Pride and Prejudice Review

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Hearing their new neighbour is a wealthy young bachelor, Mrs. Bennet (Blethyn) goes overboard contriving a match for one of her five daughters. Amiable Bingley (Simon Woods) duly falls for beautiful Jane (Pike). Unhappily, his even more eligible chum Darcy (MacFadyen) disdains the Bennets, his growing attraction to spirited Elizabeth (Knightley) handicapped by her ghastly relatives, scandal and misunderstandings galore...


On behalf of the girlie contingent, we’d just like to say, “Yay!” Sixty-five years since the last proper Pride And Prejudice played at a cinema near your great gran, seeing Jane Austen’s most popular novel energetically refitted for the big screen after umpteen TV serials is a reminder that Austen created the basic romantic comedy formula we all know and love.Take a heroine who’s intelligent, good-humoured and loyal, but also judgmental, stubborn and a bit of a smarty-pants. Make the hero seemingly unavailable, beyond the heroine’s reach in status, wealth, looks or eligibility. Give her embarrassing relatives, talkative friends, rich-bitch rivals and an unwanted suitor. Create a misunderstanding that keeps the leads apart but is quickly cleared up with an honest explanation or last-chance declaration of love. Voila, you have a Meg Ryan/Sandra Bullock/J.Lo movie. Not only have all these elements been used time and again in the rom-com genre, the source story itself has recently been lifted into the modern day for Bridget Jones and Bride & Prejudice. But this is the first straight adaptation for the big screen since the delicious 1940 version starring Greer Garson and Laurence Olivier. And very welcome it is, with a fresh, realistic approach, earthy settings and romantic suspense — and in Keira Knightley’s superb Lizzy, a heroine for all time.A rethink on characterisations goes back faithfully to Austen’s social comedy. Blethyn’s dippy Mrs. Bennet is vulgar, but not the comic grotesque often depicted. She’s funny and no-one can accuse her of underplaying — you certainly feel the desperation of a woman with five daughters whose prospects are grim if they don’t marry some money. Similarly, Tom Hollander’s cousin-come-a-wooing, the self-righteous clergyman Mr. Collins, is a suitor no fun girl would want, but he’s hardly contemptible.Since no English lit-flick is complete without Judi Dench, she obligingly terrorises as arrogant Lady Catherine de Bourgh. It’s Knightley, though, who really stands out. She’s delightful as Austen’s best-loved character — the slender, clever figure who loves a laugh, such as when she sets eyes on Darcy’s palatial pile and can’t control her goggle-eyed mirth, realising it could have been hers. The emphasis is not on heaving cleavage but on wit and unstudied charm, and Elizabeth Bennet has more of those than any other heroine in the English language.A few not-terribly-serious gripes: Matthew ‘Spooks’ MacFadyen’s Darcy is dishy, but his blushing sad-sack manner is at times more like Droopy The Dog than a Georgian grandee, while Simon Woods’ Bingley is a tad too twittish to be sombre Darcy’s buddy. And the ending looks lopped off. Yes, almost everyone knows how it goes, and not every Austen adaptation has to end with a wedding, but Jane-ites really shouldn’t be deprived of one kissy shot.Still, debut feature director Joe Wright should be applauded for delivering a vividly realised Austen adap — one which confirms Knightley has graduated from the Jackie Bisset of the '00s to this decade’s Julie Christie.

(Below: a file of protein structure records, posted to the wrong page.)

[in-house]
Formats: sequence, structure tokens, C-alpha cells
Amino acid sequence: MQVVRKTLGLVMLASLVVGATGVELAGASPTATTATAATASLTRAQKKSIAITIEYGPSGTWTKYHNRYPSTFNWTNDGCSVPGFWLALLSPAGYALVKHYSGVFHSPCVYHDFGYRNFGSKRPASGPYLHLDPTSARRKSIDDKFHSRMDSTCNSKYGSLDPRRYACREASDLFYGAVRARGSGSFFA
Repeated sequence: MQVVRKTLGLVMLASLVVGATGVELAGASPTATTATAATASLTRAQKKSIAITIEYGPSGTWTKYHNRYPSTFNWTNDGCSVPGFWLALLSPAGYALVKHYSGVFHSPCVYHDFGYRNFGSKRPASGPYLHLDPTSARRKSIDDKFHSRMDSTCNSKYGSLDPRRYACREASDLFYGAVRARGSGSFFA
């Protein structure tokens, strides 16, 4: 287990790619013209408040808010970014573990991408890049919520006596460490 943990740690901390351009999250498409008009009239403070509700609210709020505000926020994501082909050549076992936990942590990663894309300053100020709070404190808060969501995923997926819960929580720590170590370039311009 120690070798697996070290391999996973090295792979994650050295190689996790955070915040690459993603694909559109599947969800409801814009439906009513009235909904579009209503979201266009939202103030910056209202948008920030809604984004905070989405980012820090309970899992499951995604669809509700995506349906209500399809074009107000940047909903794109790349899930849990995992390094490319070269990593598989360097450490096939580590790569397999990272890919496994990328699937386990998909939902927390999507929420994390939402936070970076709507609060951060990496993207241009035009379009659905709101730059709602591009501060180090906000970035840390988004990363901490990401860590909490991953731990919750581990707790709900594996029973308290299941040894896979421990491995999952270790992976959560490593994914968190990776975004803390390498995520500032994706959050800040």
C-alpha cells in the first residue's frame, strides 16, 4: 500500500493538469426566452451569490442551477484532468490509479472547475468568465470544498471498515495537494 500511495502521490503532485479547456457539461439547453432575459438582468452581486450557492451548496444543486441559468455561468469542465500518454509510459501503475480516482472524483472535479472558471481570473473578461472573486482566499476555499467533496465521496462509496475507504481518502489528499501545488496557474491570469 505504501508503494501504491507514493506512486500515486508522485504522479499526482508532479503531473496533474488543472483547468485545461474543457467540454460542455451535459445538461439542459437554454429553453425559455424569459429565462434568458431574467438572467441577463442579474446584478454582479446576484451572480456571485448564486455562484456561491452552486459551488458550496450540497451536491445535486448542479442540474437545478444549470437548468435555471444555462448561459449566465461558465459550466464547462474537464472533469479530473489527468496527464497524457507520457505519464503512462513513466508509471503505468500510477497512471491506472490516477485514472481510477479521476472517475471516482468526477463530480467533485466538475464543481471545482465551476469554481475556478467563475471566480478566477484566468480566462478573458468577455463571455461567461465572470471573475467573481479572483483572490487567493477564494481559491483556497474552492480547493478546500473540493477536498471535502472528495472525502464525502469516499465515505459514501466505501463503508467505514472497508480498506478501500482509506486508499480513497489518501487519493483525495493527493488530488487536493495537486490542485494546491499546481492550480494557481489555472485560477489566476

Not as divine as Ang Lee's Sense and Sensibility, but engagingly comparable to the Gwyneth Paltrow-starring Emma and vastly superior to Mansfield Park